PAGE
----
WASHINGTON (Reuters) — The Bush administration is scrutinizing intercepted telephone conversations that International Atomic Energy Agency chief Mohamed ElBaradei had with Iranian diplomats in search of ammunition to oust him from his post, The Washington Post reported on Sunday.
The newspaper said it showed the lengths to which some in the administration are going to try to replace a top international diplomat who questioned Washington’s actions in Iraq and on the Iran nuclear issue.
The report, sourced to three unnamed U.S. government officials, said the intercepts had produced no evidence of nefarious conduct by ElBaradei.
However, it said some within the administration believe the conversations show ElBaradei, the director general at the United Nation’s nuclear watchdog agency, lacks impartiality because he tried to help Iran to navigate a diplomatic crisis over its nuclear programs.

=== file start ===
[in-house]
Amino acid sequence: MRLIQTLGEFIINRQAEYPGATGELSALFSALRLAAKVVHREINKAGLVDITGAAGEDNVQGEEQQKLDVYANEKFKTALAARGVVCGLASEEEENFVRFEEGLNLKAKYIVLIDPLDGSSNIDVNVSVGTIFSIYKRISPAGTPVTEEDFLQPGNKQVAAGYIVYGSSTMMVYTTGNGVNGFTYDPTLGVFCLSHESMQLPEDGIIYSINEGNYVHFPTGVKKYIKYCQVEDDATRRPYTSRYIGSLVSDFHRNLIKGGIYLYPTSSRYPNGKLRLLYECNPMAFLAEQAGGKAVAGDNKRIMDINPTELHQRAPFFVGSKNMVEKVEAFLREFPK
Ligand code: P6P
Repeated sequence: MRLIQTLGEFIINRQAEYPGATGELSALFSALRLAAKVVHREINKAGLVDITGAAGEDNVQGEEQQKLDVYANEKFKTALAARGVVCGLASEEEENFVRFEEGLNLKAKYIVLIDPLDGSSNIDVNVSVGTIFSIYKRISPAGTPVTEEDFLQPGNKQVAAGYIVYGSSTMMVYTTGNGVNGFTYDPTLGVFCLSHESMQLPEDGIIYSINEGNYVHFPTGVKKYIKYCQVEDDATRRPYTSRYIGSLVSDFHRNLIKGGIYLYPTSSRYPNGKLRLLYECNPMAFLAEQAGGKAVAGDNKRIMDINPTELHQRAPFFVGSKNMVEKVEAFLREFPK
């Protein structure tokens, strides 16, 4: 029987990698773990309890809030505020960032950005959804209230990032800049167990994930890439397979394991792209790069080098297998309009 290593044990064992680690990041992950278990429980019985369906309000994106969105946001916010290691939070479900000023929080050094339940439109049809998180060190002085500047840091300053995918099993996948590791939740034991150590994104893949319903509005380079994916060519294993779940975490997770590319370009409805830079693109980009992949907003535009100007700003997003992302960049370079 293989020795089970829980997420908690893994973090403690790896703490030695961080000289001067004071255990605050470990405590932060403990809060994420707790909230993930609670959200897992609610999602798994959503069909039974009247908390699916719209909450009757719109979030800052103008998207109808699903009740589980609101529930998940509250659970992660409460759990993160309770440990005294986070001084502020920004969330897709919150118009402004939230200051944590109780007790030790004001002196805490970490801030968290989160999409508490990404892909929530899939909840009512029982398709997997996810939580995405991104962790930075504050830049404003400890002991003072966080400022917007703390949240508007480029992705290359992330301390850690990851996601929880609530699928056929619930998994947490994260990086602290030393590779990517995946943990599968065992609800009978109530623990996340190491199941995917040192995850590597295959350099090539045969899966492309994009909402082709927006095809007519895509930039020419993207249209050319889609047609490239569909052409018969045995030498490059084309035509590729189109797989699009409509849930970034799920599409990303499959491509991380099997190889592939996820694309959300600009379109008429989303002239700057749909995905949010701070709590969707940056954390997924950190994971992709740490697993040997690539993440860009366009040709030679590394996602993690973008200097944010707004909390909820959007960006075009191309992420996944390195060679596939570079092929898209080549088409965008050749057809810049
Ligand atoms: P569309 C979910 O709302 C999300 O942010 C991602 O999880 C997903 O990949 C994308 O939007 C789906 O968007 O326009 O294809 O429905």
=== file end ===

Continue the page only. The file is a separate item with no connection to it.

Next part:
Others say the transcripts exhibit standard telephone diplomacy, the Post said.
A CIA spokesperson declined to comment on the Washington Post’s account, as did a spokeswoman for the State Department.
The United States accuses Tehran of seeking to develop nuclear weapons under cover of its atomic energy program. Iran denies the charge.
While Tehran agreed to suspend uranium enrichment activities last month under international pressure, it insists the suspension is temporary.
Diplomats say hard-liners in Washington think ElBaradei has not been tough enough on Iran.
The Washington Post said the White House lacks clear international support to block ElBaradei from winning a third term next summer. But it said several senior policy makers, who had requested anonymity, said the White House was searching for material to strengthen its case that ElBaradei should be retired.
The newspaper also said the United States had been canvassing for possible candidates to replace ElBaradei, but had yet to settle on one ahead of a December 31 deadline.